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Throbbing Gristle – Heathen Earth

Industrial

OK, having not been born until 1971, I was a bit late to the Throbbing Gristle party. By the time I discovered them in the late 80s, they were long defunct, the mission having terminated several years before. So when they did reform, I was cock-a-hoop (do people still say “cock-a-hoop” anymore?), and by the same token I was greatly saddened by last year’s tragic death of Peter “Sleazy” Christopherson. But my first memory of Throbbing Gristle’s actual music (as opposed to the legendary tales of their live shows, imagined lifestyles, ideologies and controversies) was the album Heathen Earth. Sitting around a home-made dreamachine at my mum’s house (it took us fucking AGES to find a record player that would still go at the right speed, even back then) listening to it with eyes closed and wondering why we hadn’t all tripped the fuck out. Probably something to do with the fact that we were teenagers and lacked concentration.

An album evoking the horror of reality, the rejection of musical forms, the commodification of music, the hideous insect lust of Burroughs, the glory of smashing things up to build anew in their place, an obsession with and rejection of control and conformity, part psychedelia, part atonal noise, filled with a truly unsettling blend of the mournful and the nasty, shot through with shafts of utter beauty – yeah, I remember that one.

And now it’s been re-released, along with the other classic albums, in a lovely digipak with the original sleeve artwork and an extra bonus CD of other live stuff. Of course, the idea of remastering the work of a band who say in the sleeve notes that much of their work featured “a diverse range of intentional (and unintentional) tonalities, timbres including: tape hiss, phase errors, white noise, distortion, clicks, pops, extreme high and low frequencies and occasionally silence” seems a little strange, but by crikey it’s fantastic. It was recorded live in front of an audience, whose names are listed in the sleeve (and whatever happened to Monte Cazazza? That’s a name from another era), and in contrast to their more recent work, it really IS very lo-fi sounding. That’s not a bad thing, though. Remember this was a band who actually WERE doing that “inventing a whole new style of music” thing that so many get wrongly accused of. A band whose influence completely outstripped their fame, it’s hard to imagine what walking unexpecting into an early gig must have been like. Although these days there are many bands and performers taking a lead from TG, nobody’s ever been quite the same. And that’s a good thing; slavish tributes would no doubt tickle Mr P-Orridge‘s ego, but they’d be directly contradictory to TG’s meaning.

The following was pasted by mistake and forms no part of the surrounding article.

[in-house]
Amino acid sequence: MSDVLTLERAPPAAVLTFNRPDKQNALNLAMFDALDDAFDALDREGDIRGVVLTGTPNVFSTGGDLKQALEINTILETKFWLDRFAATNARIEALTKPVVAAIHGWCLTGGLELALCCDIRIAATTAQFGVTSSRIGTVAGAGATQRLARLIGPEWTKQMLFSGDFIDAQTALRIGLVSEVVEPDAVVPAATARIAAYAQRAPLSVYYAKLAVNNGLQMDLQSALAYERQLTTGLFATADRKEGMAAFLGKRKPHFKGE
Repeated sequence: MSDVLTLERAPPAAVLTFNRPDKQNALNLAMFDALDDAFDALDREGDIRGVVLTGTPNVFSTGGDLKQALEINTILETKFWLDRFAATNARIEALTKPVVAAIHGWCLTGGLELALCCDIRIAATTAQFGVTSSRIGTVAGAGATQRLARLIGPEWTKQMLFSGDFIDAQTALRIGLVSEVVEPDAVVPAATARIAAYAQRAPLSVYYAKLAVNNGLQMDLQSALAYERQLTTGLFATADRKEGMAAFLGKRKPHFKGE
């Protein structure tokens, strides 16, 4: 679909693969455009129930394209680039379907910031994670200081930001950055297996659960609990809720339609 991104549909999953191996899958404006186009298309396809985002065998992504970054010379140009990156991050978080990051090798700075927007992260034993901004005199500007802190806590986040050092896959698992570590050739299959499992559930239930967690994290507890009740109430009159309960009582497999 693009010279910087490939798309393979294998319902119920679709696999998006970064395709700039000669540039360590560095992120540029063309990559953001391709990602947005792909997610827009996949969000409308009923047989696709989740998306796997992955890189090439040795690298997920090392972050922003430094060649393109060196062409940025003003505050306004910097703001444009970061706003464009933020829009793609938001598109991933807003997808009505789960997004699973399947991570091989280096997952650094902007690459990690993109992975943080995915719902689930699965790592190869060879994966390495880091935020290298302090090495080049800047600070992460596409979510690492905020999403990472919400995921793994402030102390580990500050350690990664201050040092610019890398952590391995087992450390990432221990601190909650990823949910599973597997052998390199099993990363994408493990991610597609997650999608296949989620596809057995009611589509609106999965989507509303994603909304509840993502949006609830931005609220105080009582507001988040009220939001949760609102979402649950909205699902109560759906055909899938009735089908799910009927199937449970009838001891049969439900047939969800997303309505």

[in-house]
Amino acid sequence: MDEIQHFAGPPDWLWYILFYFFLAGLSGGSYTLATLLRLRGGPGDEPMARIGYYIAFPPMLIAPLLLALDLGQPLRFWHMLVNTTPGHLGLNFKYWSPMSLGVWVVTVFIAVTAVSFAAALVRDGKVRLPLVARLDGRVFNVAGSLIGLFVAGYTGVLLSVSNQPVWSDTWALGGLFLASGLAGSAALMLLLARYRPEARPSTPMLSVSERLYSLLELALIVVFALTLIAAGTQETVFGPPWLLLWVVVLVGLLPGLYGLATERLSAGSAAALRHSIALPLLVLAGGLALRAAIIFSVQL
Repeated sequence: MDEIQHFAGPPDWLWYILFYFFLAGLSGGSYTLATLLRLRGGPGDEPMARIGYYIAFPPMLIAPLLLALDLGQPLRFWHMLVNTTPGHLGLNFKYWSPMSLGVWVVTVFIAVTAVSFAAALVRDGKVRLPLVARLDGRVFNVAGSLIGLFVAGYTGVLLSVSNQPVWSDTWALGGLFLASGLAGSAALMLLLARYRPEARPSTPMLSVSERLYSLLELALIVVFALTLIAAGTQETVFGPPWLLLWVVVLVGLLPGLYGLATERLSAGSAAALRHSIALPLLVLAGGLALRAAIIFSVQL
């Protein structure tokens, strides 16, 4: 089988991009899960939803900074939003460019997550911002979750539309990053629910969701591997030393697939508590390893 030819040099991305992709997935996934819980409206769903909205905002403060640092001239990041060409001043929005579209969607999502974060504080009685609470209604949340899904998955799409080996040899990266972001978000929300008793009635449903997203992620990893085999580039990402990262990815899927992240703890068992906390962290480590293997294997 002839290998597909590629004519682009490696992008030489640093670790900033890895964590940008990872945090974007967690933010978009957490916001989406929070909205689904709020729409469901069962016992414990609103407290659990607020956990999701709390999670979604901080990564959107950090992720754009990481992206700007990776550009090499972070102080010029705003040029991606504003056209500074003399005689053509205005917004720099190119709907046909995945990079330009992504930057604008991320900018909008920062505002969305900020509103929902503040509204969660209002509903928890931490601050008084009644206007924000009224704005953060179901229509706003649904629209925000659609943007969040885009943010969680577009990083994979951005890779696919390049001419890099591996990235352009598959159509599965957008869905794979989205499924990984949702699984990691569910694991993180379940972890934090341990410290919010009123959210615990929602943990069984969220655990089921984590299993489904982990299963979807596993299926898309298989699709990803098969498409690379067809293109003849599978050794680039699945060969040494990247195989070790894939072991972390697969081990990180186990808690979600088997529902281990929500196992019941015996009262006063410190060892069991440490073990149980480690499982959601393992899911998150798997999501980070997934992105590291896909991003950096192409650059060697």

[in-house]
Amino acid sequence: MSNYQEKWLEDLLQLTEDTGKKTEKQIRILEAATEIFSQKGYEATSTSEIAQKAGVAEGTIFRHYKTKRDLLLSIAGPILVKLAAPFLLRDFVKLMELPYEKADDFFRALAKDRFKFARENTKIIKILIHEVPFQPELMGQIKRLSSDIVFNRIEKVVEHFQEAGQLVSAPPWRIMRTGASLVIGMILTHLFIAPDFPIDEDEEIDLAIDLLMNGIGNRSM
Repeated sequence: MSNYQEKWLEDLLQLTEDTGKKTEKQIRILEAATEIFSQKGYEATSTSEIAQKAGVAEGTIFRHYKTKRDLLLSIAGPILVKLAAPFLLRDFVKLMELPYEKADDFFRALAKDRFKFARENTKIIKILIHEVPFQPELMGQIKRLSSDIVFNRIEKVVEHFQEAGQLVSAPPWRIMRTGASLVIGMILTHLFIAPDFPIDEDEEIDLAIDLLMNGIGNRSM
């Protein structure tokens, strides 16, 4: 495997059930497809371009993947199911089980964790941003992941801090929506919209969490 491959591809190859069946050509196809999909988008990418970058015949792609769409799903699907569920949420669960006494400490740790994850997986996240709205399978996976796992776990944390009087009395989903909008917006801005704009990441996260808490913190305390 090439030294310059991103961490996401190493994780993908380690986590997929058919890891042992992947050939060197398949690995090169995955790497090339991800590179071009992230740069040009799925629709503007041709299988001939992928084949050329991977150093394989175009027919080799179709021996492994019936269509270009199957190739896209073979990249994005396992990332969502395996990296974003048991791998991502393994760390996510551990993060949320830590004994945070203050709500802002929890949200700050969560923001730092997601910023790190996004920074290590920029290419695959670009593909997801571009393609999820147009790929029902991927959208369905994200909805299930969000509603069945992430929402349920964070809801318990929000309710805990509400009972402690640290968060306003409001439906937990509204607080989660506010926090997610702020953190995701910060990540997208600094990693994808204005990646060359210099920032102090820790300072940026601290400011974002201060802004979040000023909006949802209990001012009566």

TG were always as much about destroying music as creating it, and playing with the idea of pop as commodity. Heathen Earth showcases a pretty wide spectrum of their sound, from the disturbing chunks of conversation that make up “Still Talking” (an old memory resurfaces – “he said it, and it was TWICE!” circulating as a meme among my friends as teenagers), to the Tangerine-Dream-Get-Hammered-With-William-Burroughs-On-Top-Of-An-Elephant onslaught of “The Old Man Smiled.” An introduction clipped from their Sheffield University gig which begins the second CD betrays the fact that behind the darkness, the noise, the well-publicised and much misunderstood Nazi and Moors Murders imagery there was a sense of humour, and that they never took themselves quite as seriously as the rest of us did.

The obsession with control, the grimness of post-industrial life, and the possibility for transcendence through rejecting convention are still as relevant today as they were back in 1980, making this much more than just a historical document. Although for the musical genealogists there’s a lot to be gained from all of TG’s back catalogue in terms of isolating the elements that continued into the members’ later projects. (Indeed, when they reformed it was interesting how the “new” TG sounded pretty much exactly like you’d expect a Psychic TV/Coil/CarterTutti joint project to sound!)

If you’re not familiar with the band, this is as good a place to start as any – I mean, I did, and now I own more stuff by them than probably any other band – and if you are, then you’ll know Heathen Earth is well worth revisiting.

-Deuteronemu 90210-

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